According to the Residency Law and the 2018 CDU/CSU interpretation of the law, transit zones are not confined to a set area, but rather are linked to the individual who crossed the border. Essentially, the transit zone could extend as far into Germany as the individual travels and remains valid until the immigration status of the individual is determined by border patrol and immigration authorities. This includes if the migrant is taken to an asylum seeker processing centre (so-called AnKER centers or other “Erstaufnahmeeinrichtung” processing centre) and could last as long as 18 months. If the individual is deemed to have entered Germany illegally, then she would be sent back to the first EU state in which she arrived (in accordance with the Dublin Regulation). If the EU state lies within the Schengen Zone, then the asylum seeker is sent back as if she had never entered the Schengen Zone, therefore ensuring that she must pass through immigration control upon arrival in the EU state. This means that the transit zone, and by extension Germany’s border, has not only become flexible enough to extend into Germany, but also across EU member states.
What does this mean for transparency, human rights, and legitimacy?
The existence of the fiction of non-entry and the fact of its use beyond airport arrival terminals indicates the fluidity of Germany’s borders. The German border is no longer defined by traditional territorial boundaries, but rather by individual legal determination. This means that arrival is no longer an objective determination based on physical presence, but rather a subjective legal determination at the discretion of border patrol and immigration officers. The shifted focus from objective to subjective determination decreases the transparency of the asylum application process by obscuring when asylum seekers can lodge an application and access to rights usually afforded to asylum seekers. Furthermore, the shifted focus increases the power of individual border patrol officers to determine arrival and subsequent ability to apply for asylum in Germany.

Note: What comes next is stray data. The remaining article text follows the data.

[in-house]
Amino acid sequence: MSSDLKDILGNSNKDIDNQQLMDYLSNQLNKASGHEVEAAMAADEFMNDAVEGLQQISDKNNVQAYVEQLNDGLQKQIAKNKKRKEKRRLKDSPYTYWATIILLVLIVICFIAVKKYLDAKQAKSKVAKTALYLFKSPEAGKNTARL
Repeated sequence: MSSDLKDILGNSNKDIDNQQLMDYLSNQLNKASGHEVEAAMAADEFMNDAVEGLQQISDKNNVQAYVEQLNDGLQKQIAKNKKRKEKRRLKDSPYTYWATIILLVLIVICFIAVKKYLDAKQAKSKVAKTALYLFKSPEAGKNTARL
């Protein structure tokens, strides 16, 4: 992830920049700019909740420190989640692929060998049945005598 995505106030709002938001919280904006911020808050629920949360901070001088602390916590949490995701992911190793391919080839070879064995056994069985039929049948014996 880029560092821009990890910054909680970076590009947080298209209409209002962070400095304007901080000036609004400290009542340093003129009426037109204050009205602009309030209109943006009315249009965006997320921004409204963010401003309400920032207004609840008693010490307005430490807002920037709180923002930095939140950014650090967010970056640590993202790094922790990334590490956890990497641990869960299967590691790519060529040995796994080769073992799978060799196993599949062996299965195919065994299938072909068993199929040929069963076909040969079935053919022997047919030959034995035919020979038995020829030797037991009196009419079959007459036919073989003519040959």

Additionally, the fact that asylum seekers can be held in AnKER centres for up to 18 months and denied access to legal protections demonstrates that the new interpretation of the Residency Law (Article 2, Paragraph 13) is an “instrument of disenfranchisement” which restricts human rights for those seeking asylum.
On an international level, the use of transit zones to legally justify restricting asylum seeker movements and access to rights challenges the current statist approach to international refugee protection. If borders continue to be the primary delineator of “refugee” versus “internally displaced person”, and borders can be defined at the will of the host state, then the integrity of the international refugee regime is threatened. While sovereign states have an obligation to maintain control of their borders, legal fictions such as the “Fiktion der Nichteinreise” ultimately place asylum seekers at risk.
Kelly Soderstrom is a PhD Candidate in International Relations at the University of Melbourne. She holds a Bachelor’s degree in Political Science/International Relations from Carleton College and a Master’s degree (distinction) in International and European Politics form the University of Edinburgh. Her PhD thesis examines responsibility in the context of Germany’s response to the 2015 refugee crisis. Her research interests include German and EU asylum policies, European integration, identity, and citizenship. In 2018, she was awarded a postgraduate fellowship at the European University Institute in Florence, Italy.